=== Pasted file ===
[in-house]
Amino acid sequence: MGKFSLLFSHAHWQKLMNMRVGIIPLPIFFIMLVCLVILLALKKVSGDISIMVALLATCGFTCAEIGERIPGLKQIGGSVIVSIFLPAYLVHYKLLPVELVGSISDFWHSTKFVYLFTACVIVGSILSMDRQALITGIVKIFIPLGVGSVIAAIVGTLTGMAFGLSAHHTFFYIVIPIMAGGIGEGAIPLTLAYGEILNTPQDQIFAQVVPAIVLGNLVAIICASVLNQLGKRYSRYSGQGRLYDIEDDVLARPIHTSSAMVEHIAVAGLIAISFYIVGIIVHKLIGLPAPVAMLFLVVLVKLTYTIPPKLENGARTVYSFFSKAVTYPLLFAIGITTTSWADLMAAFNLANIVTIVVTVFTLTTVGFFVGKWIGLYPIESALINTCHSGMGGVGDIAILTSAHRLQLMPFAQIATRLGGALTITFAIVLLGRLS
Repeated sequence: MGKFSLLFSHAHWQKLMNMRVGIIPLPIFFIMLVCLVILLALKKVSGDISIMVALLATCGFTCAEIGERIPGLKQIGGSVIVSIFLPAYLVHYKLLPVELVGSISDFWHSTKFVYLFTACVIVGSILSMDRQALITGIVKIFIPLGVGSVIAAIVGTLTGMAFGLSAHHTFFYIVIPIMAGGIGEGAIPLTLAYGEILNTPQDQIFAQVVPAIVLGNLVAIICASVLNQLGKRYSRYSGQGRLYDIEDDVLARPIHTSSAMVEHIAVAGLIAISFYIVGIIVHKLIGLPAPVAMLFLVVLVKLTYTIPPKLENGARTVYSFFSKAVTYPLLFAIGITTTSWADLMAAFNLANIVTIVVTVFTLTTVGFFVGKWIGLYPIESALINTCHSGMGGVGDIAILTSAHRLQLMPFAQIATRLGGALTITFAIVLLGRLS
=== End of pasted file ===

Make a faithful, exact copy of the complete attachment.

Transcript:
[in-house]
Amino acid sequence: MGKFSLLFSHAHWQKLMNMRVGIIPLPIFFIMLVCLVILLALKKVSGDISIMVALLATCGFTCAEIGERIPGLKQIGGSVIVSIFLPAYLVHYKLLPVELVGSISDFWHSTKFVYLFTACVIVGSILSMDRQALITGIVKIFIPLGVGSVIAAIVGTLTGMAFGLSAHHTFFYIVIPIMAGGIGEGAIPLTLAYGEILNTPQDQIFAQVVPAIVLGNLVAIICASVLNQLGKRYSRYSGQGRLYDIEDDVLARPIHTSSAMVEHIAVAGLIAISFYIVGIIVHKLIGLPAPVAMLFLVVLVKLTYTIPPKLENGARTVYSFFSKAVTYPLLFAIGITTTSWADLMAAFNLANIVTIVVTVFTLTTVGFFVGKWIGLYPIESALINTCHSGMGGVGDIAILTSAHRLQLMPFAQIATRLGGALTITFAIVLLGRLS
Repeated sequence: MGKFSLLFSHAHWQKLMNMRVGIIPLPIFFIMLVCLVILLALKKVSGDISIMVALLATCGFTCAEIGERIPGLKQIGGSVIVSIFLPAYLVHYKLLPVELVGSISDFWHSTKFVYLFTACVIVGSILSMDRQALITGIVKIFIPLGVGSVIAAIVGTLTGMAFGLSAHHTFFYIVIPIMAGGIGEGAIPLTLAYGEILNTPQDQIFAQVVPAIVLGNLVAIICASVLNQLGKRYSRYSGQGRLYDIEDDVLARPIHTSSAMVEHIAVAGLIAISFYIVGIIVHKLIGLPAPVAMLFLVVLVKLTYTIPPKLENGARTVYSFFSKAVTYPLLFAIGITTTSWADLMAAFNLANIVTIVVTVFTLTTVGFFVGKWIGLYPIESALINTCHSGMGGVGDIAILTSAHRLQLMPFAQIATRLGGALTITFAIVLLGRLS